Nats' Balanced Effort Yields 4th Win in Row

Cristian Guzmán slides home safely. "Everybody has been swinging the bat real well," Willie Harris said.
Cristian Guzmán slides home safely. "Everybody has been swinging the bat real well," Willie Harris said. (By Nick Wass -- Associated Press)
By Chico Harlan
Washington Post Staff Writer
Saturday, August 30, 2008

Seven: Odalis Pérez swung his head back, as if inhaling, just as he said the word. Seven, on this night, meant run support -- the kind that almost no pitcher messes up. So Pérez, standing in front of his clubhouse stall after yesterday's game, talked about seven as if it was a gift.

"You know, for any pitcher, you see three or four runs, you're happy with that," he started. "So for me, to see three or four or five or six or seven runs, it's a lot to work with. I'm not gonna allow seven or 10. No, no, no. Three or four, and I still can get a win."

More than at any previous point this season, seven runs -- just like the 10 hits that accompanied them -- has become an offensive finish line that the Washington Nationals know how to reach. Their improved offense, the hallmark of the past month, was again on display last night at Nationals Park, where they defeated the Atlanta Braves, 7-3, winning their fourth consecutive game with the sort of top-to-bottom lineup balance that has been absent much of the season.

The Nationals scored their seven runs on a total of six scoring plays -- five hits, one sacrifice fly. They hit no home runs, but five players produced RBI. Four of Washington's runs came with two outs. The runs came in four different innings. Four players had multi-hit games. To roughly translate: The Nationals scored with little steps from almost everybody.

"Timely hitting. Clutch hitting," said leadoff man Willie Harris, who walked three times. "Everybody has been swinging the bat real well, and I think that's been the key to our success the last couple games."

This month in particular, the Nationals have sustained a decent offense. In their 27 games during August, the Nationals have reached or exceeded 10 hits 13 times. In the 108 games they played before this month, they reached double digits just 35 times. But in the last two games, they've ramped up their forcefulness. They knocked Los Angeles pitcher Clayton Kershaw from the game in 2 1/3 innings on Thursday. Yesterday, Atlanta starter Jorge Campillo was chased after 3 2/3 -- and eight hits. He had already thrown 86 pitches.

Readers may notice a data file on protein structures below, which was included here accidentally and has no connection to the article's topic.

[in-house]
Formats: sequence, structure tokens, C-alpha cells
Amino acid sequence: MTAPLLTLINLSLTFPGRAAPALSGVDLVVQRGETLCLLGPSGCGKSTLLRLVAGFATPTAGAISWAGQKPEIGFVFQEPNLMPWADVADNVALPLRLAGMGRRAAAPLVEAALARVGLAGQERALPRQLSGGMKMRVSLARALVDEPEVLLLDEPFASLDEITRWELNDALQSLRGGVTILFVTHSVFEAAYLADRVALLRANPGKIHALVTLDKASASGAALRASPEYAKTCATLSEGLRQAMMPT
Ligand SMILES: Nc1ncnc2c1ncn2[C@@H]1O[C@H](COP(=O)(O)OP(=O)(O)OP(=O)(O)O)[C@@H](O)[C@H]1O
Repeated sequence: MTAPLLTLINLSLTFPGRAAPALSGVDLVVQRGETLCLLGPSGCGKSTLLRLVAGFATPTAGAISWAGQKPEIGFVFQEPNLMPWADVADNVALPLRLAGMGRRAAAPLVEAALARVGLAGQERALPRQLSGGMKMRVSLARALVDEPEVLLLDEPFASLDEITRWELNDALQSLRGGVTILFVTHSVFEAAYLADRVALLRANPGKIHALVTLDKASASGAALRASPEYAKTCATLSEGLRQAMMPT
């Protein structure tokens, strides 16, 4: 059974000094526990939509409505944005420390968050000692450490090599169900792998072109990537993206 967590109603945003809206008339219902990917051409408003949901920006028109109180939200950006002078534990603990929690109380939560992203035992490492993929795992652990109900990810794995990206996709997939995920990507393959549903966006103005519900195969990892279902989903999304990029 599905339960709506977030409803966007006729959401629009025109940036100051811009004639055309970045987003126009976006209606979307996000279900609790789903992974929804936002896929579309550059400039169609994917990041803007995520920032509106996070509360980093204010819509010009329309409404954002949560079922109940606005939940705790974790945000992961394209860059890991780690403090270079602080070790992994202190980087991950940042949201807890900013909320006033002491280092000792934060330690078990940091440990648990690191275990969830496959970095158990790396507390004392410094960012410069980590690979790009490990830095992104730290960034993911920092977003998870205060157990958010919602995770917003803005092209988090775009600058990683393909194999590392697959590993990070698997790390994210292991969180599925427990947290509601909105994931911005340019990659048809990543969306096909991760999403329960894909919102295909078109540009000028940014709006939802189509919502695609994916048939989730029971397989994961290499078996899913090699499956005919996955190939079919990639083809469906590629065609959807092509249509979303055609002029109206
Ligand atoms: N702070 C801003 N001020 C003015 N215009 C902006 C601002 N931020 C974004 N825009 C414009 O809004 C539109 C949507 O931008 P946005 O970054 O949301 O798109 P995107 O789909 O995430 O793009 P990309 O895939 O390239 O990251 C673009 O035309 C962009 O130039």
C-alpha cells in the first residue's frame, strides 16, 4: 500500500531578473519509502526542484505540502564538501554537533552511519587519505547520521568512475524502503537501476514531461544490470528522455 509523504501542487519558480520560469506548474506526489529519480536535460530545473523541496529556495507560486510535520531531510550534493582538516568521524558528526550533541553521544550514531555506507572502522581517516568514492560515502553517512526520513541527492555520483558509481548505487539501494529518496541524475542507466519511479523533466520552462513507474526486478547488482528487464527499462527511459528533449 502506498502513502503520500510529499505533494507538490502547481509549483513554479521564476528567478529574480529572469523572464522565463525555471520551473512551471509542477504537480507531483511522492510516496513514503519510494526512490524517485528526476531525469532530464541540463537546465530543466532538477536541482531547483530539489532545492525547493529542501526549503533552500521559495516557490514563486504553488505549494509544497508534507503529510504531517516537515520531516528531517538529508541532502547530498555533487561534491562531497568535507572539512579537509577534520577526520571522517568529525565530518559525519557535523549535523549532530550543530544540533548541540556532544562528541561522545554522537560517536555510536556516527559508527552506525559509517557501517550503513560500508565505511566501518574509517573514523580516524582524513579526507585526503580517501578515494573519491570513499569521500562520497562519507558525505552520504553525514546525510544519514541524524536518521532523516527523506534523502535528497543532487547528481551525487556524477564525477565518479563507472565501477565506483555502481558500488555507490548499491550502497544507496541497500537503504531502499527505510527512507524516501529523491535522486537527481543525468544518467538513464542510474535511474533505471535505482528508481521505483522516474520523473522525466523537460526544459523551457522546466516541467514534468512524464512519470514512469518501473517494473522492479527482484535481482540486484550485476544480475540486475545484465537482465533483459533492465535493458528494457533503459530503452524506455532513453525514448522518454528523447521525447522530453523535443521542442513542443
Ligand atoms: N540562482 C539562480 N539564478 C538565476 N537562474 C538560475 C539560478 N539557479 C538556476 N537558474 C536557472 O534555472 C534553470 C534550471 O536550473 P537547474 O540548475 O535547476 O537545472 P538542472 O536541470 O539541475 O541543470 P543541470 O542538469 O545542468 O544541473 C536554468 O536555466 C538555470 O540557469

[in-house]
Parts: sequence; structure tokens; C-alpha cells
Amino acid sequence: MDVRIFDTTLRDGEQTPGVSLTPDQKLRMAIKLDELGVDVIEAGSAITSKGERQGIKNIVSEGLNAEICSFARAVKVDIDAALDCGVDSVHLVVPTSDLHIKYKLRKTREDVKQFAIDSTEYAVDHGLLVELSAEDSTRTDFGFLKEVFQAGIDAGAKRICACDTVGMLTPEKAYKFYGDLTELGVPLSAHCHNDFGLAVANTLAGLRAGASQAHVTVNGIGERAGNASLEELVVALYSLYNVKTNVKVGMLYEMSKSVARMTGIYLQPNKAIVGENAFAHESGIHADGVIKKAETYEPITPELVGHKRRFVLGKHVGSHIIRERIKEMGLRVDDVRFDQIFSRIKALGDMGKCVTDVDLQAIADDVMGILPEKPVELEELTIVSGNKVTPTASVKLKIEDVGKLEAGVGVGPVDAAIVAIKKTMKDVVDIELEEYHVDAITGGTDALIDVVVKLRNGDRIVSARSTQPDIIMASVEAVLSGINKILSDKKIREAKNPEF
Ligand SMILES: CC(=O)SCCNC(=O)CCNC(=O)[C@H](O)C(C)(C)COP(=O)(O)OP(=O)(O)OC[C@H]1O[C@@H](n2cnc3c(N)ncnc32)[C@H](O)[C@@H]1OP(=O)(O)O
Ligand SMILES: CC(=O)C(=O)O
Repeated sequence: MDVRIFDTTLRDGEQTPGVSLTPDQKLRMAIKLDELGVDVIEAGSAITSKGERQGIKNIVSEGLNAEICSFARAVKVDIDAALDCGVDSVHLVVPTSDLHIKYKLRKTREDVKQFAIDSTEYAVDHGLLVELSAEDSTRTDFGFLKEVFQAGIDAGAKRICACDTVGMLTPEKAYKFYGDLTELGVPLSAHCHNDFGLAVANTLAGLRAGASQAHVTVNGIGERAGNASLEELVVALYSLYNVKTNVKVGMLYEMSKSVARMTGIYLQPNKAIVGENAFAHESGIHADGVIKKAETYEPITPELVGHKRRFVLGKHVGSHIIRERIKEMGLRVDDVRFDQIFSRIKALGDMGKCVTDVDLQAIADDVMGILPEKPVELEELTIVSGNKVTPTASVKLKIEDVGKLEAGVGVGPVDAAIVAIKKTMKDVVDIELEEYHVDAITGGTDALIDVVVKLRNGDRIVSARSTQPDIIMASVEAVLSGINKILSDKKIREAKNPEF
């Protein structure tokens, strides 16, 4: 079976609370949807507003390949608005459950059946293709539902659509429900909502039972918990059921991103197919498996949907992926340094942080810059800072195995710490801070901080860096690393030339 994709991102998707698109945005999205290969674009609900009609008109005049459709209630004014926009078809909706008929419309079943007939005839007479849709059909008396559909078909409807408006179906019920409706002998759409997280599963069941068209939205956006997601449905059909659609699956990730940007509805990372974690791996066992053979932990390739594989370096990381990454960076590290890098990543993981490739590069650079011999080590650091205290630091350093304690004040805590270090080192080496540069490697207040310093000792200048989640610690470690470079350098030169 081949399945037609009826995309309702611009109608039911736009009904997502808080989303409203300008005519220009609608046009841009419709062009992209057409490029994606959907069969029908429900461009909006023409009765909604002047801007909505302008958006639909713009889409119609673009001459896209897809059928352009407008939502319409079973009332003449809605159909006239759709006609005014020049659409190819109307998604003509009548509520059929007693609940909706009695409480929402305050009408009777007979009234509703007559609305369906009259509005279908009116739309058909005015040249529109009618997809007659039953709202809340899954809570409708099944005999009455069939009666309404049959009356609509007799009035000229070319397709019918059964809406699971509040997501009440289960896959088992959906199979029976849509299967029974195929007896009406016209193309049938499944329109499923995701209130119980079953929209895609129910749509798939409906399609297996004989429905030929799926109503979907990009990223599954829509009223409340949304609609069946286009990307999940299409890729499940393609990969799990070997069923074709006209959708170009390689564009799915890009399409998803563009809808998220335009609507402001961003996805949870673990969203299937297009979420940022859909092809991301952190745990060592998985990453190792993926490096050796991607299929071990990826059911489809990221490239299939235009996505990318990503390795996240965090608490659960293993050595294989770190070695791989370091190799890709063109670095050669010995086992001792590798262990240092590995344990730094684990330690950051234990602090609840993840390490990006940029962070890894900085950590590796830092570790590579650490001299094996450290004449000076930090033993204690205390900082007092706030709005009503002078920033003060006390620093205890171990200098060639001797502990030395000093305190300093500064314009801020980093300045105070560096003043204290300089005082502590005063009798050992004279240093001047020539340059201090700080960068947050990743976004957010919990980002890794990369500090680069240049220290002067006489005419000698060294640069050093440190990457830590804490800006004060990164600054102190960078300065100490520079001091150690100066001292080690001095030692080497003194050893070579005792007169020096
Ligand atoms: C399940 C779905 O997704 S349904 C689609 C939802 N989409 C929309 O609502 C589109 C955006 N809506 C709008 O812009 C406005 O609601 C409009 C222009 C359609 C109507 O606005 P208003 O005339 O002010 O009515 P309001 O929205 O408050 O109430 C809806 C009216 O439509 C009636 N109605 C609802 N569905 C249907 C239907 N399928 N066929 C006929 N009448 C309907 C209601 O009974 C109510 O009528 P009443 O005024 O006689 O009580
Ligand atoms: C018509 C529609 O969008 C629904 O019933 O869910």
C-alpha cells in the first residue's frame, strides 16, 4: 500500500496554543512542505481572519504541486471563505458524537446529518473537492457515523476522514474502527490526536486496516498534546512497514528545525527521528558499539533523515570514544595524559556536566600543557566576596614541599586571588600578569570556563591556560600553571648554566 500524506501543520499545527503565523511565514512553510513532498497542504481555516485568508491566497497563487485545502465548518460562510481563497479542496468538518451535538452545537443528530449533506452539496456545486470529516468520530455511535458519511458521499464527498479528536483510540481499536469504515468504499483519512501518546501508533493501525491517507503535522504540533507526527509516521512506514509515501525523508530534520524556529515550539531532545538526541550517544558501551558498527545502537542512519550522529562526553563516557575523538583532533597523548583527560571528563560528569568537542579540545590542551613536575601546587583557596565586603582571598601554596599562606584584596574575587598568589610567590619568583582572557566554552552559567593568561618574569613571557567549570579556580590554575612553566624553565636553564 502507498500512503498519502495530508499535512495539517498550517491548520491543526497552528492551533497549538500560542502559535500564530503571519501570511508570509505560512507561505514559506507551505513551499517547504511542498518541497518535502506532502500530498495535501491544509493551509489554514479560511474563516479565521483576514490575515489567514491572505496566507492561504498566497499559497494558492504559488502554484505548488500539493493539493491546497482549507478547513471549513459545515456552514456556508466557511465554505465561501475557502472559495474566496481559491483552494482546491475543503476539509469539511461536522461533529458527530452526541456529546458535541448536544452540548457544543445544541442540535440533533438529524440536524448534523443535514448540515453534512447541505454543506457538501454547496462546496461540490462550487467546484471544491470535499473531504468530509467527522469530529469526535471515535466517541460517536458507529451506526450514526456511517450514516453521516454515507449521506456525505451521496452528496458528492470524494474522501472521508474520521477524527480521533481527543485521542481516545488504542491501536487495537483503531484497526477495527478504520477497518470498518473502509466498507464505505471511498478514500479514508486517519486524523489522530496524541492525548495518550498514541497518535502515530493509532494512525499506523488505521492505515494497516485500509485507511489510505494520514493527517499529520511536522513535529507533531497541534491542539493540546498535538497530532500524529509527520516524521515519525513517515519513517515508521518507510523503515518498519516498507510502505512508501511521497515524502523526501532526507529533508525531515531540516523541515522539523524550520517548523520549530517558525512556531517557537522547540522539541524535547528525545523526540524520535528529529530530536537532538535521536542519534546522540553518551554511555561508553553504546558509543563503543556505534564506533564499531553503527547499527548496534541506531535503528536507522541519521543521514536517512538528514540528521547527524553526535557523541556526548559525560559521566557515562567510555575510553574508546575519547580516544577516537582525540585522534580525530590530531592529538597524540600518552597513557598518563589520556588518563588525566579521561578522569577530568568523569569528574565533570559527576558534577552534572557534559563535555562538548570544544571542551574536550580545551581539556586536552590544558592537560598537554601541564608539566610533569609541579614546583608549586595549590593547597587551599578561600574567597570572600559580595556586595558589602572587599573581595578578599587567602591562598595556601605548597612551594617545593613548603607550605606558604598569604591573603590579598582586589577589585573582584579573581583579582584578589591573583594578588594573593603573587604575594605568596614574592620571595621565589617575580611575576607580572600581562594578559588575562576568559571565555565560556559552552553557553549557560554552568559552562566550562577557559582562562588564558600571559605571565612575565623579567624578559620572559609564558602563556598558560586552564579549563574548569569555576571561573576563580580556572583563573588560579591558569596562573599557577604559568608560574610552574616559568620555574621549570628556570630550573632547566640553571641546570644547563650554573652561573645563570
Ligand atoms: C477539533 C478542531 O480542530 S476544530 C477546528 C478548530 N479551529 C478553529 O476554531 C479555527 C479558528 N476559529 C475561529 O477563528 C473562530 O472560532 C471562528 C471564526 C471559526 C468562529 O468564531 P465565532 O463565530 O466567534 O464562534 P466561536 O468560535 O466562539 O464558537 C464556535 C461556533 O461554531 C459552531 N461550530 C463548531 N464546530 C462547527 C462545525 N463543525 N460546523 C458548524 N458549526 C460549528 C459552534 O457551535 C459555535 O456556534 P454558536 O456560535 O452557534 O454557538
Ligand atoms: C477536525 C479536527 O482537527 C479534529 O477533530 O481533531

"What I can say is, some guys are getting healthy, and we're getting some guys back, and also some guys who've come back are getting into a rhythm a little bit," Manager Manny Acta said. "This is obviously something where we're not going to be scoring seven runs every single day, but it does help, and I know these guys are better than they have shown."

Washington took the lead in the first when Cristian Guzmán -- "En fuego," Harris called him -- doubled against the low part of the right-center field wall, and Ryan Zimmerman followed with a soft single above the second baseman. Then, inning by inning, the Nationals kept rolling. Two more extra base hits, a double from Elijah Dukes, a triple from Emilio Bonifacio, enabled two more runs in the second. By the time Washington scored twice more in the fourth, Pérez, too, had found his groove.

The night had started badly for the Washington left-hander, and the fans at Nationals Park started jeering Pérez (6-10) before he gave up even a run. Seven balls in a row was enough to bring out the boos. As it worked out, though, Pérez enlisted this fit of wildness as nothing more than a dramatic device. When two Atlanta batters reached with one out in the first -- one via a Ronnie Belliard error at first, one via a single -- Pérez walked the next batter on four pitches. Yunel Escobar came up, and Pérez promptly resumed his ineffectiveness: 1-0, 2-0, 3-0. When he threw a gimme fastball down the middle for a strike, mock applause hailed the accomplishment.

But from that moment on, Pérez became a different pitcher, and the fans stayed mostly quiet and watched the left-hander mock Atlanta's lineup.

Escobar bounced into an inning-ending double play. Atlanta had pushed Pérez to a breaking point, but scored nothing.

Boosted by that escape, Pérez allowed just one hit in the next three innings. He worked well into the seventh, too, encountering only a fifth-inning hiccup (which included a Greg Norton pinch-hit two-run homer), and by the time Pérez exited, having thrown 95 pitches, the win belonged to him as much as it belonged to Washington's offense.

This was the fifth quality start in his last six.

"He did a good job," Acta said. "He just got a little bit careless in the fifth but other than that, he looked like he was in control the entire time, and worked out of that jam in the first inning, and gave us six-plus, which is huge."

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